- Rudolph H., who co-administrated inciting websites and was closely involved in the publication of inciting materials (paras. 12.12-12.32), was convicted of incitement, disseminating material and participation in a terrorist/criminal organisation, and was sentenced to three years’ imprisonment.
- Jordi de J., who had travelled to Syria for only a few months (para. 16.4) and “regretted his impulsive decision to go and fight in Syria soon after he had arrived in the training camp” (para. 16.24), was convicted of having acquired knowledge to commit a terrorist crime and was sentenced to 335 days’ imprisonment.
- Moussa L., who “participated in the organization as a follower” (para. 4.29), was convicted of incitement, disseminating material, slander and threatening the life of a person, and was sentenced to 103 days’ imprisonment.
- Hicham el O., who travelled to Syria in January 2013 and remained until August 2013 (para. 17.2), took part in a training camp (para. 17.5), and participated in the armed jihadi struggle there (para. 17.53), was convicted of conspiracy/intent to murder, conspiracy/intent to manslaughter, conspiracy/intent to cause an explosion, procuring information to commit crimes, and participating in a terrorist/criminal organisation, and was sentenced to five years’ imprisonment.
- Hatim R., who has been in Syria since May 2013 (para. 17.13) and participated in the armed jihadi struggle there (para. 17.53), was convicted of intent to murder, intent to commit manslaughter, intent to cause an explosion, intent to obtain means and opportunity to commit these crimes, acquiring knowledge to commit these crimes, incitement, disseminating material and participating in a terrorist/criminal organisation, and was sentenced to six years’ imprisonment.
- Anis Z., who has been in Syria since March 2013 (paras. 17.6-17.10), took part in a training camp (para. 17.11), and participated in the armed jihadi struggle there (para. 17.53), was convicted of conspiracy/intent to murder, conspiracy/intent to manslaughter, conspiracy/intent to cause an explosion, intent to obtain means and opportunity to commit these crimes, acquiring information to commit a terrorist crime and participation in a terrorist/criminal organisation, and was sentenced to six years’ imprisonment.
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- B. Van Ginkel and E. Entenmann (eds.), ‘The Foreign Fighters Phenomenon in the European Union: Profiles, Threats and Policies’, ICCT Research Paper April 2016, at p. 38.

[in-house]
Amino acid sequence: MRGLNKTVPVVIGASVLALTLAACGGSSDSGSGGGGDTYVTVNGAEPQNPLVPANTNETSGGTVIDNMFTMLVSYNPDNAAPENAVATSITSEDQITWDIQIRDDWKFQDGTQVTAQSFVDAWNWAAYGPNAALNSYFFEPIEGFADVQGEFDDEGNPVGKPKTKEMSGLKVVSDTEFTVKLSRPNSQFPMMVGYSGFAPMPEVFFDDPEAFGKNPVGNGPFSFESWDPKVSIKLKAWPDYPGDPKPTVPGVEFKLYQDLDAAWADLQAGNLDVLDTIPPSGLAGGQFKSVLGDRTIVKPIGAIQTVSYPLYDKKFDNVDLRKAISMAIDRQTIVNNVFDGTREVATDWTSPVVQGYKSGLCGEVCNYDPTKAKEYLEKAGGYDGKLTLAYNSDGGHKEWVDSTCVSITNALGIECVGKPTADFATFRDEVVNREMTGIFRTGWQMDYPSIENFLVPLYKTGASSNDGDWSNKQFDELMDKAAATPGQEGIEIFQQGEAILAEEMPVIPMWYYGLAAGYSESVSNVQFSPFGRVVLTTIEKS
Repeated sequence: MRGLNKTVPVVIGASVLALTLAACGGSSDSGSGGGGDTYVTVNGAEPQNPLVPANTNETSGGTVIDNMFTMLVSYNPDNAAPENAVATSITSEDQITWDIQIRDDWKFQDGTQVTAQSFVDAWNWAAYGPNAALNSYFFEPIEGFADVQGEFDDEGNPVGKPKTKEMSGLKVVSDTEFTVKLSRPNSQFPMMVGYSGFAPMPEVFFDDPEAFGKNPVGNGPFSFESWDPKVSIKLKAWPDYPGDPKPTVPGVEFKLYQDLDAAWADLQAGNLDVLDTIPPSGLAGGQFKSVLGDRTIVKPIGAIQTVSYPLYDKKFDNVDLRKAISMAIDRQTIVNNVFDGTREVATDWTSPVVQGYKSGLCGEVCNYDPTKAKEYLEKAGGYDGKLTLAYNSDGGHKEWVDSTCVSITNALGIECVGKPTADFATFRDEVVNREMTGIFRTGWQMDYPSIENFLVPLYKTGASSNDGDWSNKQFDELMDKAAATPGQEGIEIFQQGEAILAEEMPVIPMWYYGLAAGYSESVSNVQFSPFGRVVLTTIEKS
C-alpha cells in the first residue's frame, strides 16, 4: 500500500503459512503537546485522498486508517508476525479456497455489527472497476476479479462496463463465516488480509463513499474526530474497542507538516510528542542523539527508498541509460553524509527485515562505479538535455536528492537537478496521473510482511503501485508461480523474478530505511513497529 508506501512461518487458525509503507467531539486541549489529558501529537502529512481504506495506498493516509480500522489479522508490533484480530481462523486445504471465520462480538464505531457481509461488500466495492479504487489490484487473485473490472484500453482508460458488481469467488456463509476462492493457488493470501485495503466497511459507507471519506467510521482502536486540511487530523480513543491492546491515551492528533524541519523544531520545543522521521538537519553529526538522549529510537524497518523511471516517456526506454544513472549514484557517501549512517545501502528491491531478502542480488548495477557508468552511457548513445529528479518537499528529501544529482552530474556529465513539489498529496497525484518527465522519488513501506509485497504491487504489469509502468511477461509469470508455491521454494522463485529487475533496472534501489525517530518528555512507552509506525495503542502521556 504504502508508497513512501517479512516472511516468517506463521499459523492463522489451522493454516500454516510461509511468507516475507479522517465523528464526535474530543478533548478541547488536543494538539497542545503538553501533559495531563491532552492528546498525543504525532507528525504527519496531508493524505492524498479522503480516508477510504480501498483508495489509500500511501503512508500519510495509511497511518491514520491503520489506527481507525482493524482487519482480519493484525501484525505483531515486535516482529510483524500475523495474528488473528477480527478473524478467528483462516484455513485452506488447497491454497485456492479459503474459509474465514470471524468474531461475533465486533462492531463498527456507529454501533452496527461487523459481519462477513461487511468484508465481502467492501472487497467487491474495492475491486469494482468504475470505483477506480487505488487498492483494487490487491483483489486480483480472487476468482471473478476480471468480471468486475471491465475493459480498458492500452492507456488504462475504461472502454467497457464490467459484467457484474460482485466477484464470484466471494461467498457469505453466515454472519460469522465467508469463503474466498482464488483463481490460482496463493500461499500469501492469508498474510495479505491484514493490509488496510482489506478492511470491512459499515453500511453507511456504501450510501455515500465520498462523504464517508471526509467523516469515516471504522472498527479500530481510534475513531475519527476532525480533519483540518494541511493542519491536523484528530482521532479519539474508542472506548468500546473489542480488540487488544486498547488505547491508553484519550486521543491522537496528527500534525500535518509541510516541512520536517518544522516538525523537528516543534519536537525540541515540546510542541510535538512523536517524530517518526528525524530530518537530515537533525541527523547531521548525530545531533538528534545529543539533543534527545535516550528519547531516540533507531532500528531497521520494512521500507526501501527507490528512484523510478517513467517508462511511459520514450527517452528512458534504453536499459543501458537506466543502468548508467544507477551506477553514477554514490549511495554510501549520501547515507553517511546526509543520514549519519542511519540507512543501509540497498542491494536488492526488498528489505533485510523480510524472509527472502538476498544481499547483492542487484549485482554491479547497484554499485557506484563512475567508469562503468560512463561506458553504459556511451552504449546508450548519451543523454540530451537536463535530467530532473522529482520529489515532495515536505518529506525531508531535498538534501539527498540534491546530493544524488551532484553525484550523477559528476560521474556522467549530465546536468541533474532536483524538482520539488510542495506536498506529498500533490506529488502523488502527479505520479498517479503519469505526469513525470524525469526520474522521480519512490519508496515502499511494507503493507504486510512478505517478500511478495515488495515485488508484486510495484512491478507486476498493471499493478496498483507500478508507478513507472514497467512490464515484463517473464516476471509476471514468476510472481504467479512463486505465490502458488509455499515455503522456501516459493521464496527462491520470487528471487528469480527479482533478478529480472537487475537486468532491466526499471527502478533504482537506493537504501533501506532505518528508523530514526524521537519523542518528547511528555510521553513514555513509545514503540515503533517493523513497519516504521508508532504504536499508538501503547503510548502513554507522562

- E. Kannekins, ‘Court rules retweeting is not an endorsement’, IRIS Merlin 2016-3:1/26.
- M. Zwanenburg and N. Van Amstel, ‘Correspondents’ Report: Netherlands’, Yearbook of International Humanitarian Law, Volume 18 2015, at pp. 2-3.
- M. Zwanenburg, ‘Fighting Terrorist Fighters in Syria: Challenges of the “Sending” State’, (2016) 92 International Law Studies 204, at pp. 213-215 and 219-221.
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BBC News, ‘Dutch court convicts nine for terror offences’, BBC News, 10 December 2015.
J. Pieters, ‘Hague rebels die in Syria battle’, NL Times, 22 January 2015.
J. Pieters, ‘Massive terrorism trial brings ten suspects to Amsterdam Court’, NL Times, 7 September 2015.
J. Pieters, ‘Amsterdam Jihad Trial puts definition of “recruitment” in question’, NL Times, 20 October 2015.
J. Pieters, ‘Jihadist ringleader, 8 others get up to 6 years in prison’, NL Times, 10 December 2015.
- National Coordinator for Security and Counterterrorism, ‘Summary of the 41st edition of the Terrorist Threat Assessment for the Netherlands (DTN41), March 2016’, 17 March 2016, at pp. 2 and 8.
Social media links
- J. de Roy van Zuijdewijn and E. Bakker, ‘Large “Jihad court case” started in the Netherlands’, Leiden Safety and Security Blog, 7 September 2015.
J. de Roy van Zuijdewijn and E. Bakker, ‘Verdict in the “jihad court case”: up to 6 years in prison’, Leiden Safety and Security Blog, 11 December 2015.
T. De Zeeuw, ‘The Rage and the Machine’, Leiden Safety and Security Blog, 25 May 2016.
- E. Fry, 'Online Incitement, Foreign Terrorist Fighters, and the Dutch Context Investigation', Lawfare, 13 October 2016.